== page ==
Mali Travel Health Insurance – Country Review

Learn more about Mali Travel Health Insurance with an overview from the CDC and the US State Department. Here we cover Vaccines, Medicines and Insurance.

At AardvarkCompare we can’t recommend travel insurance enough. Whether you are just traveling a few hundred miles from home to see family, or traveling to the other side of the world, travel insurance should be considered an essential part of your holiday packing. The hope is that you won’t have to use your travel insurance, and that you’ll have a fun and enjoyable trip. The following advice should help you make the most of your trip to Mali.

Note: Always check that your destination country is one approved for travel by your travel insurance provider.

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Mali Travel Health – CDC

All travelers

You should be up to date on routine vaccinations while traveling to any destination. Some vaccines may also be required for travel.

Vaccines and Medicines

Check the vaccines and medicines list and visit your doctor (ideally, 4-6 weeks) before your trip to get vaccines or medicines you may need.

Routine vaccines

Make sure you are up-to-date on routine vaccines before every trip. These vaccines include measles-mumps-rubella (MMR) vaccine, diphtheria-tetanus-pertussis vaccine, varicella (chickenpox) vaccine, polio vaccine, and your yearly flu shot.

Measles

  • Infants (6 through 11 months old): 1 dose of measles-mumps-rubella (MMR) vaccine before travel. This dose does not count as the first dose in the routine childhood vaccination series.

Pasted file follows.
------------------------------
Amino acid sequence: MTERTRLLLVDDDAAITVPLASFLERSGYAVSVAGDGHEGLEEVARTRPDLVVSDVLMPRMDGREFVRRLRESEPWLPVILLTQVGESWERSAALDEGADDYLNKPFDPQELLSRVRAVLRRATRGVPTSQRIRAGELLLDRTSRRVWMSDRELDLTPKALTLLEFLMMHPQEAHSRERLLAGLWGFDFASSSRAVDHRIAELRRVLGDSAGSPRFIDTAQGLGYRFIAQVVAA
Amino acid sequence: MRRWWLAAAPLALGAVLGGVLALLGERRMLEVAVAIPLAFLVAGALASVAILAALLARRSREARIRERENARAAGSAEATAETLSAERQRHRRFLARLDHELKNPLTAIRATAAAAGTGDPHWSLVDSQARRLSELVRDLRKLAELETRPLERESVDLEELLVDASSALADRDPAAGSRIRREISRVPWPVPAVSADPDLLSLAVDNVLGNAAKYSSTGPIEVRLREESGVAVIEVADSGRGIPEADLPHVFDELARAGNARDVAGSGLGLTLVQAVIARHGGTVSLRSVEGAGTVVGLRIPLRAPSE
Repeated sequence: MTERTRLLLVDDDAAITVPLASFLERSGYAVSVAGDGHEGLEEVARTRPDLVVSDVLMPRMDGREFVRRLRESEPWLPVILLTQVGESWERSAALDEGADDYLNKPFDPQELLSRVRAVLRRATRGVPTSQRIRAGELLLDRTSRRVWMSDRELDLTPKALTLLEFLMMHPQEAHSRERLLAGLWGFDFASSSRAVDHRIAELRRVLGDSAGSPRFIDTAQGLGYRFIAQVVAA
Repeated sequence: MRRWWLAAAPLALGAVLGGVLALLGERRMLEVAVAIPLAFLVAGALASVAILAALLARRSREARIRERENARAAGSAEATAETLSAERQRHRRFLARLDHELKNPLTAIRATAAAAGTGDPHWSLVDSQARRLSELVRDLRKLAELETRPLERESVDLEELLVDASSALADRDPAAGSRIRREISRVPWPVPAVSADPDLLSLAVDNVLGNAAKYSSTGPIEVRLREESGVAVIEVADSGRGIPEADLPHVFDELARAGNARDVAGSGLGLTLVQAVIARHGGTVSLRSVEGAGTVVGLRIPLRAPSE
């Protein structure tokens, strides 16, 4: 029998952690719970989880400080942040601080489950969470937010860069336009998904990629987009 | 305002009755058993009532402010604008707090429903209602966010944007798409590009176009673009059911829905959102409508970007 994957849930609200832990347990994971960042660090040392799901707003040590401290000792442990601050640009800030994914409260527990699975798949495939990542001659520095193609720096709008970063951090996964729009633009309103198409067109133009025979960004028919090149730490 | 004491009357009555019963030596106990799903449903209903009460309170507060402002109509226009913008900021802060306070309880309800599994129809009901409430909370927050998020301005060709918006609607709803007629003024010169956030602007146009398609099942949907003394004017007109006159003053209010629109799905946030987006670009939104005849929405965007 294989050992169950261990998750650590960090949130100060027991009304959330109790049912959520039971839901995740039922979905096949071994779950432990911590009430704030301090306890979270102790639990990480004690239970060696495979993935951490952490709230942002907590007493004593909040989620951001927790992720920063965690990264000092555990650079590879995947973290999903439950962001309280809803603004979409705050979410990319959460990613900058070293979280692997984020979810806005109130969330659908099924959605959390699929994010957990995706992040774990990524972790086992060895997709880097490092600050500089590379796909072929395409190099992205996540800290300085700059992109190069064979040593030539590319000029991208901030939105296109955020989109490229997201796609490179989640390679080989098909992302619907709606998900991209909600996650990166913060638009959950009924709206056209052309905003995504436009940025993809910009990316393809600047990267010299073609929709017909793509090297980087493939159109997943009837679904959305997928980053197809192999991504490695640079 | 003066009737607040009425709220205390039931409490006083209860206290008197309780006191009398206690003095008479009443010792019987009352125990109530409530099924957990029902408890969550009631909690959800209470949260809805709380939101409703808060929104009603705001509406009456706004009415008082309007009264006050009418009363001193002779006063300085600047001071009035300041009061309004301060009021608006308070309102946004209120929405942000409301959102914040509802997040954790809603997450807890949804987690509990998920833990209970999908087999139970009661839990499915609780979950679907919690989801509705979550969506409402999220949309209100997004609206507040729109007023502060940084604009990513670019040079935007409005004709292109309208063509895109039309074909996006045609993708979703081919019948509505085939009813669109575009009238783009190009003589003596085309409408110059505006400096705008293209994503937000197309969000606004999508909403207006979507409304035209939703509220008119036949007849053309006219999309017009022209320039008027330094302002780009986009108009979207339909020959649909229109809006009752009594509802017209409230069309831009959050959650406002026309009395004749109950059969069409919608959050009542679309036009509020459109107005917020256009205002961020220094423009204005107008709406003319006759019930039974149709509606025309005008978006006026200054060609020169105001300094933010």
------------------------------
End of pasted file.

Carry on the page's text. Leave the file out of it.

• People 12 months old or older, with no evidence of immunity or no written documentation of any doses: 2 doses of MMR vaccine before travel. The 2 doses must be given 28 days apart.
  • People 12 months old or older who have written documentation of 1 dose and no other evidence of immunity: 1 additional dose before travel, at least 28 days after the previous dose.

Yellow Fever

Health recommendation: Yellow fever is a risk in Mali, so CDC recommends yellow fever vaccine for travelers 9 months of age or older visiting areas south of the Sahara Desert. (see map – yellow fever recommendations and requirements for Mali ).
Country Requirements: Country entry requirement: The government of Japan requires proof of yellow fever vaccination upon arrival if you are traveling from a country with risk of yellow fever (this does not include the US – for complete list see Countries with risk of yellow fever virus (YFV) transmission.